The pressure on the 23-year-old from the Republic of the Congo to improve his all-around game has certainly ramped up since the Thunder showered him with a four-year, $48 million deal in August that ultimately made it impossible for Oklahoma City to throw enough money at Harden, leading to his stunning trade to the Houston Rockets.
Also adding ample heat to Ibaka is the move of Dwight Howard to the Western Conference and onto the Thunder’s chief threat to the crown, the Los Angeles Lakers. Ibaka will face Howard four times season instead of two.
Even though Ibaka technically plays power forward, his frame (although not quite as stout) and game (not quite as developed) is not dissimilar from Howard’s, particularly as an elite enforcer at the rim. Ibaka has quickly become a master swatter, slapping away 241 shots last season in 66 games, 106 more than his closest competitor, Clippers center DeAndre Jordan, in the same number of games. Ibaka blocked 125 more shots than Howard (who played in 54 games) and 152 more than Defensive Player of the Year Tyson Chandler (who played 62 games).
Ibaka’s penchant for swats earned him second place in DPOY voting — even if he’s not yet the overall paint protector as Howard or Chandler — and a spot next to Howard on the NBA’s all-defensive first team.
So is Ibaka ready to take the next step and become the 2012-13 Defensive Player of the Year? Not if the newly minted Laker has anything to say about it (and Howard’s already voiced displeasure with Chandler’s victory that prevented Howard from becoming the league’s first to win the award in four consecutive seasons).
And, likely, not if Ibaka doesn’t improve in a key category — defensive rebounding. The 6-foot-10, 235-pounder ranked 39th last season in total defensive boards, well behind teammate Kevin Durant, old-timers Kevin Garnett and Tim Duncan, both of whose minutes per game were in Ibaka’s neighborhood of 27.2 a game, and even off the pace of Dallas Mavericks small forward Shawn Marion.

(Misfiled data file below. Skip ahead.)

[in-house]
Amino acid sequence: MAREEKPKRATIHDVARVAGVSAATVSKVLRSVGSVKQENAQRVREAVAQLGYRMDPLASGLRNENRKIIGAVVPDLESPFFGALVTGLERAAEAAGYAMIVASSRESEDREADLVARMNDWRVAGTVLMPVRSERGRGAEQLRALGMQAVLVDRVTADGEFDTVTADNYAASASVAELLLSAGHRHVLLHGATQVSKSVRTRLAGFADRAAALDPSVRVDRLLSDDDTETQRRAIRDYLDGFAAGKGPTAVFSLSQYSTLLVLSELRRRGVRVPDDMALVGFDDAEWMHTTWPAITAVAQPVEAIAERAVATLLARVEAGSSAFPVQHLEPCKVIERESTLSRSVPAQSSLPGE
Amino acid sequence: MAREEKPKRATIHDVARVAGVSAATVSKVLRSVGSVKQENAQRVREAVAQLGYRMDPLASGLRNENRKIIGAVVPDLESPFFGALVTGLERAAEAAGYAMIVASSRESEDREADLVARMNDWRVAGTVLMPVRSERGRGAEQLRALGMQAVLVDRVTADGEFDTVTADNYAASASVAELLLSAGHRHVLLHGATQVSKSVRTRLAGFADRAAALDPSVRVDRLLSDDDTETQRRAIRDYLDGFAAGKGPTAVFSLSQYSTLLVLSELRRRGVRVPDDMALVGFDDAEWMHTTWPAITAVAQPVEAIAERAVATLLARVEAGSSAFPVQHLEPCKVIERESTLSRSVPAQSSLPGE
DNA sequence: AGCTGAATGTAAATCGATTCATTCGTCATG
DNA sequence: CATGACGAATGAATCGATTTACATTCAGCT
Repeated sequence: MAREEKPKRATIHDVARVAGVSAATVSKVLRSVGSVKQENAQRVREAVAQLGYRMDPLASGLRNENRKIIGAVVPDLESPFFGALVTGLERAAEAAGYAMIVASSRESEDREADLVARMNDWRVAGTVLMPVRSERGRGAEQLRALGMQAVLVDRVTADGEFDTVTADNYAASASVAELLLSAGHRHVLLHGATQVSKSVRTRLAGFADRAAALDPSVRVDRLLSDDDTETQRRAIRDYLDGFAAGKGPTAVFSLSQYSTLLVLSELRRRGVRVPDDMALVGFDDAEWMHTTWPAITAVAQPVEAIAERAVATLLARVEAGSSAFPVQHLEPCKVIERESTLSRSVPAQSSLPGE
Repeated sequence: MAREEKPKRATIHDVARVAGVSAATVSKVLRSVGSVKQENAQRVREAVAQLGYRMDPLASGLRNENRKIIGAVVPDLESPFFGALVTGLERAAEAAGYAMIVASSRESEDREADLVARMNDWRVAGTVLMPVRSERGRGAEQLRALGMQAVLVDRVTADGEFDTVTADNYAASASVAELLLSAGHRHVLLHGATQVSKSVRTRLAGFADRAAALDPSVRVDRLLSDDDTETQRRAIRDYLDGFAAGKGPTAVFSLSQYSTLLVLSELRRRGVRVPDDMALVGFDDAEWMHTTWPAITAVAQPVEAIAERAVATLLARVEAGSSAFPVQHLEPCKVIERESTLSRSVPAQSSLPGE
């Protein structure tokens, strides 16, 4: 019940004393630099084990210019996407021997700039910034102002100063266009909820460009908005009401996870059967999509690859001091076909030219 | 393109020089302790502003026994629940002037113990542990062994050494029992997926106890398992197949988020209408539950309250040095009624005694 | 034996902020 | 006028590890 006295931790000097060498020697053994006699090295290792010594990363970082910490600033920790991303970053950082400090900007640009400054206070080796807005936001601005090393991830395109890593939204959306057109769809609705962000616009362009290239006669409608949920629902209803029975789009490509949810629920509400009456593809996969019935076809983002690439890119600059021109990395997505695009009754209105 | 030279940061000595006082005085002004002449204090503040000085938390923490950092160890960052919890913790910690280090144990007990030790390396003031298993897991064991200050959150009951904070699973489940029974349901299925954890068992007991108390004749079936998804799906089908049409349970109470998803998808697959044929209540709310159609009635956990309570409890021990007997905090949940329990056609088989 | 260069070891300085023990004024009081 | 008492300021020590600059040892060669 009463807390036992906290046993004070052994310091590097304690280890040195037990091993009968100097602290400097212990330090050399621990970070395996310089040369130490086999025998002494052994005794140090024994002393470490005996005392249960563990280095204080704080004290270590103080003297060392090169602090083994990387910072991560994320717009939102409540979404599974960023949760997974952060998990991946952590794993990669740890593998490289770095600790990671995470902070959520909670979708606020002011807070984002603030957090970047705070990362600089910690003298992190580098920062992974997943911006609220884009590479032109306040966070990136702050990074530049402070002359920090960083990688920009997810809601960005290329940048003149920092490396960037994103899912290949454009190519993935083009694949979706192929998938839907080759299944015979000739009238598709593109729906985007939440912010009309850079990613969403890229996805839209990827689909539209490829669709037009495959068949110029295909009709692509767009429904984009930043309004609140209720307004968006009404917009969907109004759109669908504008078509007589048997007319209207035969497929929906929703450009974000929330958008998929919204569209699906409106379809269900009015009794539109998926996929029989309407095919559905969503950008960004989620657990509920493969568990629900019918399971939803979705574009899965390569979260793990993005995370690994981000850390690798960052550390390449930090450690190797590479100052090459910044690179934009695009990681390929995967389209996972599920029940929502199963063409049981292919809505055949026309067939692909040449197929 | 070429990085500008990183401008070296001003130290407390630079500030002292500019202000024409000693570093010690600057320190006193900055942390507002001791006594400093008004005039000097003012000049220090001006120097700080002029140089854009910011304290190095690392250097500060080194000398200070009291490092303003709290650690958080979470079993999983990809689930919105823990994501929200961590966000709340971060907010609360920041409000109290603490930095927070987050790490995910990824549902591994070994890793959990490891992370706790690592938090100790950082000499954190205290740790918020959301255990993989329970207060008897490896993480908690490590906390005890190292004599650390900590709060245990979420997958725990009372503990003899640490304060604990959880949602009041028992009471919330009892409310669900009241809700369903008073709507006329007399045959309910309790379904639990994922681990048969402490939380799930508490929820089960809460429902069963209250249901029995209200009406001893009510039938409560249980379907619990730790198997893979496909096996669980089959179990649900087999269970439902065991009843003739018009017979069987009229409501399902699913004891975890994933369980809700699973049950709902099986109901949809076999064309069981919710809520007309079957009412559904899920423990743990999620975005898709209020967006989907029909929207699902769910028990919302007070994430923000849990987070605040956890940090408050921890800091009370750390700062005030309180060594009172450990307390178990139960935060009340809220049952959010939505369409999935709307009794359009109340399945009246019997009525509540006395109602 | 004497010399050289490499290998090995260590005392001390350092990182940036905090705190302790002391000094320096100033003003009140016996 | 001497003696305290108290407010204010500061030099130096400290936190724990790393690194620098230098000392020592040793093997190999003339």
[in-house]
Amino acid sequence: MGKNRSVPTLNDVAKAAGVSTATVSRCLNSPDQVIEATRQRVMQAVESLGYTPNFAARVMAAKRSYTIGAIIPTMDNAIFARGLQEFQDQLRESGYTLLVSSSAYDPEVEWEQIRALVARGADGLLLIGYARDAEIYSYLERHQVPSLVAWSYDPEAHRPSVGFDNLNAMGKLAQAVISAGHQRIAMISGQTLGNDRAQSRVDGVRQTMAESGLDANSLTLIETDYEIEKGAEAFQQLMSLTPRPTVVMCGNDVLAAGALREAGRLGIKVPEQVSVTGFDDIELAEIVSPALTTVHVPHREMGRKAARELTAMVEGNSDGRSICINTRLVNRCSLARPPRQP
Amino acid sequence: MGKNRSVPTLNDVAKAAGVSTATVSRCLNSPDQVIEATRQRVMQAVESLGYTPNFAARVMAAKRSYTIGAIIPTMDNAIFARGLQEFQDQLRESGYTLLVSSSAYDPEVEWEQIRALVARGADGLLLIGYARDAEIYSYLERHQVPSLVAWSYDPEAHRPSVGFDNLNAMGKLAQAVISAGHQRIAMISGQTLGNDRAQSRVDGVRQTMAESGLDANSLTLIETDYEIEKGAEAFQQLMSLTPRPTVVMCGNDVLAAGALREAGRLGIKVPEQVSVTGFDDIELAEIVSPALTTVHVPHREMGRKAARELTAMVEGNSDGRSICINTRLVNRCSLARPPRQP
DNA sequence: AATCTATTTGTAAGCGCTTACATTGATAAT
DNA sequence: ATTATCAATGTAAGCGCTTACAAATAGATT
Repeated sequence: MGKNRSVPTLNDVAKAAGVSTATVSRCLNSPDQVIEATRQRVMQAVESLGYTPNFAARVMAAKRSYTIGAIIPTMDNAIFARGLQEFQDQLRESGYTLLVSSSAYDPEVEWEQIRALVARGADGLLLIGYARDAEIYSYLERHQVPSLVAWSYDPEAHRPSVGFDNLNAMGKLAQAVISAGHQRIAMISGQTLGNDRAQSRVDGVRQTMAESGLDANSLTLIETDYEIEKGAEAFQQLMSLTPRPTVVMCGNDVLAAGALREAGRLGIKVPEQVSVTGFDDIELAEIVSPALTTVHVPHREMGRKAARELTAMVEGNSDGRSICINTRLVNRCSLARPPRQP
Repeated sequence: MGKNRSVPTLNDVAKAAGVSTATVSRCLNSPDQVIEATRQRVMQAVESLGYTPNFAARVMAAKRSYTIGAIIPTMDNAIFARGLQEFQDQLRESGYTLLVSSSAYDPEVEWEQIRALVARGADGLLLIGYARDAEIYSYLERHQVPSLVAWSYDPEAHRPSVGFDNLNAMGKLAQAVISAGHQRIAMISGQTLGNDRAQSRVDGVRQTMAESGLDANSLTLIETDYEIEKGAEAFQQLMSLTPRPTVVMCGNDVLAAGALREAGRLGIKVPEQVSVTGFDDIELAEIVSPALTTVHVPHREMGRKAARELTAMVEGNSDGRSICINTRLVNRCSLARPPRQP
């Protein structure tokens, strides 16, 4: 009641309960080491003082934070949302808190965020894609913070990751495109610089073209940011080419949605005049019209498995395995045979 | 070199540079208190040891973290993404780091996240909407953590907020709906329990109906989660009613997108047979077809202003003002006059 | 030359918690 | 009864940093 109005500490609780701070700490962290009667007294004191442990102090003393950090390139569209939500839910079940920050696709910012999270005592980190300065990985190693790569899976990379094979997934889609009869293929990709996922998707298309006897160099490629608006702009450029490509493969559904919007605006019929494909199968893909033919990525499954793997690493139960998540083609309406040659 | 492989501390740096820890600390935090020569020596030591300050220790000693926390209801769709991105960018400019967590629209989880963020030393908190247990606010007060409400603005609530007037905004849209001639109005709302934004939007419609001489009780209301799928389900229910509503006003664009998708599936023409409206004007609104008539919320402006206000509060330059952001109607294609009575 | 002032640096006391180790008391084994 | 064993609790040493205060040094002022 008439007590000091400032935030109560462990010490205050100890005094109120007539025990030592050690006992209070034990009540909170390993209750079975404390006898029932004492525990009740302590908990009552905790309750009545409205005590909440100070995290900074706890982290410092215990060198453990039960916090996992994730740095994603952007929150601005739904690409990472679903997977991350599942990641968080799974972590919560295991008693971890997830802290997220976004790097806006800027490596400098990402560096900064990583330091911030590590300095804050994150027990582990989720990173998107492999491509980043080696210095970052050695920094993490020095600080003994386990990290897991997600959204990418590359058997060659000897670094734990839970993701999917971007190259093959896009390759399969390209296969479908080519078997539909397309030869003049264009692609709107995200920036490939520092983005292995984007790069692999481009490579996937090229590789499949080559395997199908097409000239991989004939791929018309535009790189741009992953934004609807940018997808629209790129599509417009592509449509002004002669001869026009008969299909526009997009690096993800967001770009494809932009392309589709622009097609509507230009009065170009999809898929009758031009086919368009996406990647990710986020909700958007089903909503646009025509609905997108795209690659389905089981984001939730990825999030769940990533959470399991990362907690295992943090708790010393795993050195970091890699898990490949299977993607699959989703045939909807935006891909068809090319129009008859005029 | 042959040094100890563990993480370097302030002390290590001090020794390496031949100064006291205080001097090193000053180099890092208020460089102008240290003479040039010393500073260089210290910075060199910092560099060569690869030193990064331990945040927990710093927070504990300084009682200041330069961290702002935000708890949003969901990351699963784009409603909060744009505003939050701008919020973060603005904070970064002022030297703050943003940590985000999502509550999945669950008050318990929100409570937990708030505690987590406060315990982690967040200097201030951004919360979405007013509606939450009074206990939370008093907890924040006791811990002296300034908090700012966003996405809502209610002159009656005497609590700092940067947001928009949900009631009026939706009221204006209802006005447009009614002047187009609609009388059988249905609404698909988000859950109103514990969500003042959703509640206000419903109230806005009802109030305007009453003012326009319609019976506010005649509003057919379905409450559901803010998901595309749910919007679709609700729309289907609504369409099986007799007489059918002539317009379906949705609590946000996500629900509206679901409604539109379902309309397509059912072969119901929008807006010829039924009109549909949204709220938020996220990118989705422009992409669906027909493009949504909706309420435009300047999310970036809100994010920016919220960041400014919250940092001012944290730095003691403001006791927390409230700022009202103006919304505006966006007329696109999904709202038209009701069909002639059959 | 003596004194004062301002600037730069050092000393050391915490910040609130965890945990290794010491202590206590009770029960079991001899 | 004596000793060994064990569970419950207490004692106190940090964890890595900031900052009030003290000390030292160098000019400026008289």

Ibaka averaged just 4.6 defensive rebounds last season, down nearly half-a-board from the year before. Howard led everyone by a mile, grabbing an average of 10.8 defensive rebounds in 38.3 minutes. Even when Ibaka’s stats are extrapolated per 36 minutes, he still fell four defensive rebounds shy of Howard’s total and just about one-half board fewer than Chandler.
The former 2008 first-round draft pick has certainly been a quick study thus far in his career. Some have compared him to another African-born shot-blocker extraordinaire, Hakeem Olajuwon. The two-time NBA champion Olajuwon worked so diligently at his craft that he blossomed into one of the all-time great dominant forces at both ends of the floor.
With Harden out of the picture, Ibaka’s offensive game could be asked to expand. His numbers, both scoring and rebounding, have remained the same the last two seasons. But put aside scoring for the moment — Durant, Russell Westbrook and Kevin Martin will provide plenty — if the Thunder expect to get past the game’s best rebounder and the transformed Lakers and return to the NBA Finals, Ibaka will have to become a far greater force on the defensive boards.